One of the interesting sidelights of this political season is the decline of the "Washington lawyer" as presidential counselor, power broker and all-purpose political fixer.

For generations, these men (and they were nearly all men) were the ultimate "go-to guys" who could get a bill passed or a presidential appointment scuttled or a secret deal negotiated. But no more. For better or worse, the Washington they lived to manipulate is gone with the wind.

Washington lawyers don't have the ear of this year's presidential candidates; indeed, the high-profile D.C. attorneys these days are the ones like Greg Craig who helped the president beat a perjury rap. And in a city where power is so diffuse, it's clearly harder to be a power broker. How can you put in the fix with a Congress that doesn't pass any legislation?

The old "super lawyers" were the marquee names of Washington, often outshining the politicians they courted and served: Clark Clifford, Edward Bennett Williams, Tommy "the Cork" Corcoran, Robert Strauss, Lloyd Cutler. These legendary figures were retained more for their status as advice-givers than for any particular technical skill at litigation or legislative drafting.

A story was told of Clifford, for example, that conveyed the immense but weightless power these men had. A frantic client supposedly called Clifford and asked what he should do about a particular business deal. "Nothing," advised Clifford, who then sent the man a bill for $10,000. When the client demanded to know why he should do nothing, Clifford is said to have replied, "Because I said so," and sent him a bill for $20,000.

Clifford's opinion was so valuable that Lyndon Johnson turned to him in despair in 1967, when the Vietnam War was turning sour, and asked him, in effect: What should I do? His advice was less memorable than the name given to his cabal of power brokers--"The Wise Men."

But where are they now? Neither of the leading presidential candidates has a Washington lawyer as a prominent adviser. When you think of someone who could put in the fix with George W. Bush or Al Gore, you think of campaign strategists or wealthy campaign contributors, not lawyers. Lawyers in the 21st century are technicians, not counselors.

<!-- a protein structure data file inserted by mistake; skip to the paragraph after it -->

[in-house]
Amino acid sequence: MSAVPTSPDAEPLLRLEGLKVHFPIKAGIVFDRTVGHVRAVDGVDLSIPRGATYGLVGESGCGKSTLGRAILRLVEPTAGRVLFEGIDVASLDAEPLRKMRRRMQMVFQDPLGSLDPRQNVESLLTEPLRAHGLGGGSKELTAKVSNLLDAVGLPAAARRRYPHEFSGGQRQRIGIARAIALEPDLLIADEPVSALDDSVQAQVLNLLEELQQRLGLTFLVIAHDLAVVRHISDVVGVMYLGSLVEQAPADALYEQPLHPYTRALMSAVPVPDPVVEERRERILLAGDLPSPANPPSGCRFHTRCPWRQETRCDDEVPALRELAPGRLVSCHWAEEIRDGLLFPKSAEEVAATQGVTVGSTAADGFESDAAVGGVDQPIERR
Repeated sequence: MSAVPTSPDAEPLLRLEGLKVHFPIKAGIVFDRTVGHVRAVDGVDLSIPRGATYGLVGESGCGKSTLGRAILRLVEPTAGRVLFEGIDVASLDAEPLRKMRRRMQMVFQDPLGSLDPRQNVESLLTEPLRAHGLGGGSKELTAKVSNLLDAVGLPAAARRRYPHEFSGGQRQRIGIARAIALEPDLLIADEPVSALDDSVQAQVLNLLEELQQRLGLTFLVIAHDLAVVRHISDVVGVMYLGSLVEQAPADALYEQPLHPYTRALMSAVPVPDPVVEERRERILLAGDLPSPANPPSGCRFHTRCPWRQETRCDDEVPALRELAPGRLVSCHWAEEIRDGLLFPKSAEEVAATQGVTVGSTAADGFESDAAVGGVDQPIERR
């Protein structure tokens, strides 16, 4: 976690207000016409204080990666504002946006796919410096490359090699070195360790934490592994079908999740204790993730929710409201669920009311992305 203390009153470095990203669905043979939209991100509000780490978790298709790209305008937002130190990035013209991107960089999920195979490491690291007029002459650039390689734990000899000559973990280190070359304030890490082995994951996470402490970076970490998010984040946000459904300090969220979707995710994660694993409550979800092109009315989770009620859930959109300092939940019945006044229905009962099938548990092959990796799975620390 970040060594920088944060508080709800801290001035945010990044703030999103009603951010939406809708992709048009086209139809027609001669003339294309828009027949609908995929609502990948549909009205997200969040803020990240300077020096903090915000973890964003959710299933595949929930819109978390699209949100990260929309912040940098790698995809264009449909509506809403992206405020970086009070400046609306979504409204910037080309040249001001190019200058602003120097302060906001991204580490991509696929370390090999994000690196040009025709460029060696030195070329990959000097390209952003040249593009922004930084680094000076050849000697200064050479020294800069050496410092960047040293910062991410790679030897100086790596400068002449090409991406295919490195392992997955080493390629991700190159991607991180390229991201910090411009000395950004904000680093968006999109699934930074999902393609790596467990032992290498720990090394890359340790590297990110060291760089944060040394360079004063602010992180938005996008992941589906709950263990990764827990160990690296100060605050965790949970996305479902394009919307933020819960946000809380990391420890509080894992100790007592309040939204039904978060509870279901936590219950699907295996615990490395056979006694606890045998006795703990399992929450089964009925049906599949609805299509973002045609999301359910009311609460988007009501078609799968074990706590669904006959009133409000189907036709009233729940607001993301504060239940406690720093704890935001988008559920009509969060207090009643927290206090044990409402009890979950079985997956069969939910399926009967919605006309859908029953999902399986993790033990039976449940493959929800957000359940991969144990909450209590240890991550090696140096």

"Mostly it's the economics of specialization--the day of the generalists is over," explains Cutler. He notes that nowadays, there are specialists in lobbying, or antitrust, or tax. The kind of broad advisory role Cutler himself played is largely gone.

How different things were a generation ago, when Congress operated like a southern plantation and the White House was one big smoke-filled room. A well-connected Washington lawyer in those days could pay a visit to his old friend the committee chairman and, poof! Problem solved.

That kind of inside-the-clubhouse legal practice still survives, to be sure. Tommy Boggs, the head of Patton Boggs and a congressman's son himself, is still described as "the man to see" about getting certain kinds of deals done in Washington.

But it's not the same anymore. A telling sign is that Vernon Jordan, one of the wiliest Washington lawyers around and a man who truly did have the president's ear, has bailed out and become an investment banker in New York. Jamie Gorelick, a former deputy attorney general who might have been a female addition to the super lawyer club, decided she didn't want to practice law and became vice chairman of Fannie Mae. And Jack Quinn, a former White House counsel, recently left Arnold & Porter to start a consulting and lobbying practice.

"You can't be a Lloyd Cutler anymore," says Bob Bennett, who represented President Clinton in the Paula Jones case. "The way the conflict-of-interest rules are, and the way they're overinterpreted by the press, and the way everybody's gotten so antsy. . . . It's just different. It's a different era."

Part of what made the old model work was the illusion that a Washington lawyer could somehow be above the fray. Edward Bennett Williams's biographer, Evan Thomas of Newsweek, recalls that Williams liked to say: "I don't represent the client, I represent the situation." Similarly, Clifford--the master lobbyist--insisted to clients that he didn't do lobbying.

Williams, Clifford and their fellow super lawyers hated the idea that they were mere partisans--in their minds, they were legal statesmen. That lofty self-image allowed them to advise, simultaneously, all the various parties in a dispute--to be the president's friend, and the Ways and Means chairman's friend and the tax-lobbying corporate CEO's friend.

But that kind of sleight of hand won't work anymore. Even the most high-minded attorney has to reckon with the phrase "conflict of interest." And even Clifford, in all his well-tailored glory, couldn't put in the fix for a client today. Washington is too amorphous and punctilious. There's no single address to visit, and no one who can cut a deal that will stick.

The demise of the Washington lawyer is doubtless a healthy trend for the republic. A mandarin class of lawyers doesn't fit well with a democracy, after all. But their decline coincides with a deeper Washington malaise: the eclipse of government. In the fixers' heyday, at least there was something to fix.